Minority families experience disparities in the diagnosis and management of autism spectrum disorder (hereafter “autism”). To date, the experiences of Chinese immigrant families in the United States have not been explored. Utilizing parent and provider perspectives, this research sought to identify barriers and facilitators to the diagnosis and management of autism among Chinese immigrant children.
We conducted semistructured qualitative interviews with 16 parents of Chinese children diagnosed with autism and 16 providers who assist in the diagnosis and management of autism. Participant characteristics were analyzed utilizing descriptive statistics. Interviews were audiorecorded, transcribed, translated, and independently coded by 2 researchers until consensus was reached. Coded data were analyzed using a modified grounded therapy approach.
Parents and providers both identified cultural beliefs as an influence on the understanding and acceptance of autism as a diagnosis. There was a high degree of alignment in themes related to barriers to health care access and parent-provider communication. Recommendations to improve the system of care include (1) supporting communication, (2) cultural sensitivity, and (3) care coordination programming.
Findings reinforce that diagnosis and treatment of autism should take into account culturally specific beliefs about child developmental norms and should address systems-, provider-, and family-level barriers.
*Department of Pediatrics, Tufts Medical Center, Tufts University School of Medicine, Boston, MA;
†Clinical and Translational Sciences Institute, Tufts University School of Medicine, Boston, MA;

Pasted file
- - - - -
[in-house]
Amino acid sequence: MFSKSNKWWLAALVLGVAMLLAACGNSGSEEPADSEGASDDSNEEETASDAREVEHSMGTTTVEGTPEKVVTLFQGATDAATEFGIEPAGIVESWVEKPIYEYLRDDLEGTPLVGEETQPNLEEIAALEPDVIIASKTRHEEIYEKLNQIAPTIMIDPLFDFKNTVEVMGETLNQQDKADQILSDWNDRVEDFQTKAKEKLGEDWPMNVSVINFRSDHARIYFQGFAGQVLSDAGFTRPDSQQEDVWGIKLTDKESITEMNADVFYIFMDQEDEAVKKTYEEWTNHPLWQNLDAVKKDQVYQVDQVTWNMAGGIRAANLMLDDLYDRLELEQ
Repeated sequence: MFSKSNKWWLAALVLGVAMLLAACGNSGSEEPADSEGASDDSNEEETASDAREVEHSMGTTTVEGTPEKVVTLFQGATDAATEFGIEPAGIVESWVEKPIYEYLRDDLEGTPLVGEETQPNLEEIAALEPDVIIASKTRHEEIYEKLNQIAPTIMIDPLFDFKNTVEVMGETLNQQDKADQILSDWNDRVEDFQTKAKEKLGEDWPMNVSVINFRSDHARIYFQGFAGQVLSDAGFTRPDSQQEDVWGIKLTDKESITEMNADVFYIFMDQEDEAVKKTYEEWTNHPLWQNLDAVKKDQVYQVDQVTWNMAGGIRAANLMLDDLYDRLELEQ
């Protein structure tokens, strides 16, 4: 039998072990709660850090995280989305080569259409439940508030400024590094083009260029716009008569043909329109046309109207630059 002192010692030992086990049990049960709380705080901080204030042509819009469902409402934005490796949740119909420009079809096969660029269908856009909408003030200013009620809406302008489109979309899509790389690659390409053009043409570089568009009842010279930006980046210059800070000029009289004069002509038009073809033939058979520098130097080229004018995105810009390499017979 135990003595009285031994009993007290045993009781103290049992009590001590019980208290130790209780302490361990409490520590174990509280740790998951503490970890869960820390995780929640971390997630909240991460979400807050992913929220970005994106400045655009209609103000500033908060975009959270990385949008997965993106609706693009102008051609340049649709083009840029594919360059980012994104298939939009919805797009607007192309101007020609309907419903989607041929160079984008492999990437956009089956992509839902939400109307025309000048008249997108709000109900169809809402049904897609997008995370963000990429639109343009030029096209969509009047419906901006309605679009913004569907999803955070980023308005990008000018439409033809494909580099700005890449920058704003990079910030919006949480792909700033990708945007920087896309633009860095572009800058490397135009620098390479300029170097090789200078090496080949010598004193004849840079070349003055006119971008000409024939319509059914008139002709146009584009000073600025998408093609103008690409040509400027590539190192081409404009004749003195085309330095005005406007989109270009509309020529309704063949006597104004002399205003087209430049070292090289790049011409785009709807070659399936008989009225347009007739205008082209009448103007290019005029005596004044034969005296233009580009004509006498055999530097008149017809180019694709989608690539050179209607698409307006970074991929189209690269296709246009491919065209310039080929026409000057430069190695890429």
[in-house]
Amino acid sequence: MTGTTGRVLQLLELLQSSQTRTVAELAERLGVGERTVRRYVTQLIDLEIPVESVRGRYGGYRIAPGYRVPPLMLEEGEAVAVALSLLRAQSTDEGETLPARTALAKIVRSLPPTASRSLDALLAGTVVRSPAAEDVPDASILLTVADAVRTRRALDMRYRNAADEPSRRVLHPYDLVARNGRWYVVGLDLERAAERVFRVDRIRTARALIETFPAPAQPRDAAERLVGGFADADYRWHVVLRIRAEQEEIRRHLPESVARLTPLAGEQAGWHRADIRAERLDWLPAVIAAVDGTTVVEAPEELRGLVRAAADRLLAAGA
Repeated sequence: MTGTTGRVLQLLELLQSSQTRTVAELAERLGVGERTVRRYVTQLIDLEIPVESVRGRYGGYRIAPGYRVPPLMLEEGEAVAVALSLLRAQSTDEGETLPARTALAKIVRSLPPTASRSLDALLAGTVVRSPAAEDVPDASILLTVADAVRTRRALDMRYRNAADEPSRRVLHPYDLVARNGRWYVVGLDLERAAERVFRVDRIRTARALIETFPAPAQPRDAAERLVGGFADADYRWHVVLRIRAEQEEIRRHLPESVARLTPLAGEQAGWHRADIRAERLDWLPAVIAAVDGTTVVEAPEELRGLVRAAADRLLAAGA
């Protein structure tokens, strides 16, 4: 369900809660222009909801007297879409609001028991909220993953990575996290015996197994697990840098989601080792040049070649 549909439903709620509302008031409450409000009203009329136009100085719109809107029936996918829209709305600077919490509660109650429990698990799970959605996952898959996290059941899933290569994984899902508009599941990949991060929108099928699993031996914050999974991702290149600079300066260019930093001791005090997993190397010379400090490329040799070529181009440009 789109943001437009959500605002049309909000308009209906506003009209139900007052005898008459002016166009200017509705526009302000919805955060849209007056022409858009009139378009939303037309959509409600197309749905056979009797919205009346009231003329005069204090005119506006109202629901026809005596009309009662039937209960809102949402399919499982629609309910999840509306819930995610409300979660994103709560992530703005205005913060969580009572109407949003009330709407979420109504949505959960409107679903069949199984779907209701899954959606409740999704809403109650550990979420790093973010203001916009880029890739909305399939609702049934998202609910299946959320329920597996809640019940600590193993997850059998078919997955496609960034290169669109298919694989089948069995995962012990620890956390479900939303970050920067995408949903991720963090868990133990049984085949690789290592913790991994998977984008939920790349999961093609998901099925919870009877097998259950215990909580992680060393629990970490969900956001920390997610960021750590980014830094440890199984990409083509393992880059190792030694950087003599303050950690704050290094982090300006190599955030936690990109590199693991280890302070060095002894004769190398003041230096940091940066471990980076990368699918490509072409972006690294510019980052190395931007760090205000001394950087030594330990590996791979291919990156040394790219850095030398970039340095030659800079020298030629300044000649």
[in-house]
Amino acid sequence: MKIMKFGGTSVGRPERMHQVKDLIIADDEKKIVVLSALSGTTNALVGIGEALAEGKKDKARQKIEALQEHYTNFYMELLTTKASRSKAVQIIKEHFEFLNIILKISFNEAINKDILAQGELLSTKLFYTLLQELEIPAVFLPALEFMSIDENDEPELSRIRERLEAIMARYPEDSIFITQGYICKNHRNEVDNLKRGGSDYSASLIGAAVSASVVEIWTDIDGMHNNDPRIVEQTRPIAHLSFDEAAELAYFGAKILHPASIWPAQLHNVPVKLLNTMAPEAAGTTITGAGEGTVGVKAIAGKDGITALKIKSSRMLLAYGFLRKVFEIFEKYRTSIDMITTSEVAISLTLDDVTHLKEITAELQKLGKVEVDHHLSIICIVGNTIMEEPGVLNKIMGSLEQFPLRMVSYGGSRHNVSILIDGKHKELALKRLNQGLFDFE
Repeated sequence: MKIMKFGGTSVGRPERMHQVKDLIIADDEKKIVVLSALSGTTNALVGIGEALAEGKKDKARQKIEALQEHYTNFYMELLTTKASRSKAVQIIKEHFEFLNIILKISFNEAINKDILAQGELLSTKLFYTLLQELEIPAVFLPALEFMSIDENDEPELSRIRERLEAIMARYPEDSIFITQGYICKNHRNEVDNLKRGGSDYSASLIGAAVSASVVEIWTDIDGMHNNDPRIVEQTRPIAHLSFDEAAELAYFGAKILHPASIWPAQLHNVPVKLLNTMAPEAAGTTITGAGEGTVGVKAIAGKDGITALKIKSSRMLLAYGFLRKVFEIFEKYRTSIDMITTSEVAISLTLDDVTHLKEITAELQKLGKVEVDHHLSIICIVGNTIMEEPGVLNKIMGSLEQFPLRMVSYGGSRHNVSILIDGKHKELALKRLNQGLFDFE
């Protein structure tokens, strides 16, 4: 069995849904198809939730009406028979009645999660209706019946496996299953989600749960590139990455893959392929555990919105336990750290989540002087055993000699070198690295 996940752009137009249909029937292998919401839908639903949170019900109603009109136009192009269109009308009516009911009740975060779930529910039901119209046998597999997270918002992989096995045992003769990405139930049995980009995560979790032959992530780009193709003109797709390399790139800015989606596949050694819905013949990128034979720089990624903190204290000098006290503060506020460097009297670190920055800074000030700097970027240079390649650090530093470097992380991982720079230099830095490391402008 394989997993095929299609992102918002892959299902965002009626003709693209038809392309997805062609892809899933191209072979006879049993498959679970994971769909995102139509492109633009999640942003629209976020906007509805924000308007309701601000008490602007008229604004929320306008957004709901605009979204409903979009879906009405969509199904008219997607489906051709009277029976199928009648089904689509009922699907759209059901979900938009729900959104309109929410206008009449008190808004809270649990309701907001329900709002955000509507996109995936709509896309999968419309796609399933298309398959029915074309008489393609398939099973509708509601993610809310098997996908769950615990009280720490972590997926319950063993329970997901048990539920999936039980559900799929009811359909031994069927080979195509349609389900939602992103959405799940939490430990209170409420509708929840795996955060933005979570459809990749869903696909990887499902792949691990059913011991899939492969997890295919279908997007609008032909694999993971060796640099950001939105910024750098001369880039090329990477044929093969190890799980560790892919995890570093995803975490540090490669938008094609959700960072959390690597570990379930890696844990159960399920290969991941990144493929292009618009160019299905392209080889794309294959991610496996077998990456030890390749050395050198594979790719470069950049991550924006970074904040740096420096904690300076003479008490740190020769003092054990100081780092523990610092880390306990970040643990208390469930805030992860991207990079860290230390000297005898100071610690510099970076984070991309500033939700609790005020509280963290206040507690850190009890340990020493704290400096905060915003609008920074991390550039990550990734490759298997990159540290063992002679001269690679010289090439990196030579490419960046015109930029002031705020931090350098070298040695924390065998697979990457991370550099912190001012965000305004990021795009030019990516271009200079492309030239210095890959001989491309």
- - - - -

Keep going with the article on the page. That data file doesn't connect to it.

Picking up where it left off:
‡Boston Chinatown Neighborhood Center, Boston, MA.
Address for reprints: Christina Sakai, MD, Department of Pediatrics, Tufts Medical Center, Tufts University School of Medicine, 800 Washington St #334, Boston, MA 02111; e-mail: email@example.com.
The project described was supported by the Deborah Monroe Noonan Memorial Research Fund and received assistance from the Child Health Working Group, part of the Addressing Disparities in Asian Populations through Translational Research program at the Tufts Clinical and Translational Science Institute, supported by the National Center for Advancing Translational Sciences, the National Institutes of Health, Award Number UL1TR002544. The content is solely the responsibility of the authors and does not necessarily represent the official views of the National Institutes of Health.
Disclosure: The authors declare no conflict of interest.
See related commentary on page 301
Received August 24, 2018
Accepted January 31, 2019